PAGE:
Breaks during homework sessions: I have the same suggestions as with the breaks during class passing times - instead of sitting at your desk on your phone or watching a movie or playing video games, get away from the desk and the electronics. Relax the mind and the eyes, and look for ways to stretch and get the blood flowing. Relax the mind to some of your favorite music playing in the background?
Utilizing these simple strategies will help you guard your physical and mental health. It's not good to be seated and in front of electronics all day and night.
What are your thoughts and observations? Have any ideas or suggestions of your own to share? Add them to the comments section below. We'd love to hear, and learn, from you!
Are you a middle school student or high school student that loves social studies, but not so much English? Read on. I may have some suggestions for you.
Recently, I started tutoring a middle school student in several subjects. He absolutely loves social studies (history, civics & government, economics, you name it), but isn't much of a fan when it comes to English. He finds that he doesn't enjoy many of the novels and short stories he has to read and write on, and, because of this, he's not getting much out of the class.
I offered him this advice, which I offer to you, as well: If you're not really enjoying your English class, for whatever reason(s), but you really enjoy social studies subjects, use your love of social studies to get more out of your English class. Here's how - for the stories and books you're reading and writing about in your English class, do some additional research about the various time periods, cities/countries, cultures and customs, etc., etc. that these books cover. YouTube is full of great interviews, documentaries, news reports, historical footage, etc. Movies that are based on true stories or real events may be fun and helpful. And of course, there's plenty of reading available on the Internet.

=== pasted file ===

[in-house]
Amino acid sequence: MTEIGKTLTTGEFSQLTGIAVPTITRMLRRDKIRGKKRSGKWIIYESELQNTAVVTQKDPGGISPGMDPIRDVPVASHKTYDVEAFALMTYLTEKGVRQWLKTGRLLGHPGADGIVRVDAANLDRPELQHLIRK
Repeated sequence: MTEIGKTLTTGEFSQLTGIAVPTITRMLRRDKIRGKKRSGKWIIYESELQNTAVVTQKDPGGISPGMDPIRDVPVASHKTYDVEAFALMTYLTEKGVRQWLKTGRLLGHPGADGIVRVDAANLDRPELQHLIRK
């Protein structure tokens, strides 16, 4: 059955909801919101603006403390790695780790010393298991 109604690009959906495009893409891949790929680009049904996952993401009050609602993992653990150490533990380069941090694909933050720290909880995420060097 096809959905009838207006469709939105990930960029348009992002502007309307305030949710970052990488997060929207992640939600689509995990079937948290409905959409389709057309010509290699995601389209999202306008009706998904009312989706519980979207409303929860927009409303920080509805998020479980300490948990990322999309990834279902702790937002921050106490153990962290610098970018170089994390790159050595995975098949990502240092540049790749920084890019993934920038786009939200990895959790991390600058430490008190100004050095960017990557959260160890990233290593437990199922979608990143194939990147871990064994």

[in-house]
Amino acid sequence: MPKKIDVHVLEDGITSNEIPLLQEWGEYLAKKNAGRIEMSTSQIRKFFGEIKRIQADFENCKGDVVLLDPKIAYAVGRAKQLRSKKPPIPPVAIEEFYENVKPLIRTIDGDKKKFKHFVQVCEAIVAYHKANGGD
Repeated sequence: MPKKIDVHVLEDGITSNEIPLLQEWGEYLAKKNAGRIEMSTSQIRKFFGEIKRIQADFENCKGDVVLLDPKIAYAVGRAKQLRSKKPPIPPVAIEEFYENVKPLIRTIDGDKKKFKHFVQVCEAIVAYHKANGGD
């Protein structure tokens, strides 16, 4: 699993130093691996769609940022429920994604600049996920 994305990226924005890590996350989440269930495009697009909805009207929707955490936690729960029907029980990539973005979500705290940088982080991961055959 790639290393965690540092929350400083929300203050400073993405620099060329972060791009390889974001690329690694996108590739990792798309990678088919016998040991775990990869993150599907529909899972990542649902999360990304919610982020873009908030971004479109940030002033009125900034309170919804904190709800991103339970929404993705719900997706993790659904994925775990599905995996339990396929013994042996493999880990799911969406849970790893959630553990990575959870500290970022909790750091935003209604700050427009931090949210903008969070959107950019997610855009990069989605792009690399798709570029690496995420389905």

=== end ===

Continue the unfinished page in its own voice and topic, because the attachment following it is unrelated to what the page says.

Doing this additional research can help you better understand the context and vocab used in the English stories, as well as help you develop a bigger, more complete picture of the world. Additionally, there's always the benefit that you may be learning and developing an interest in subjects that you can turn to for future papers and projects, not only in English or social studies, but in other classes, as well.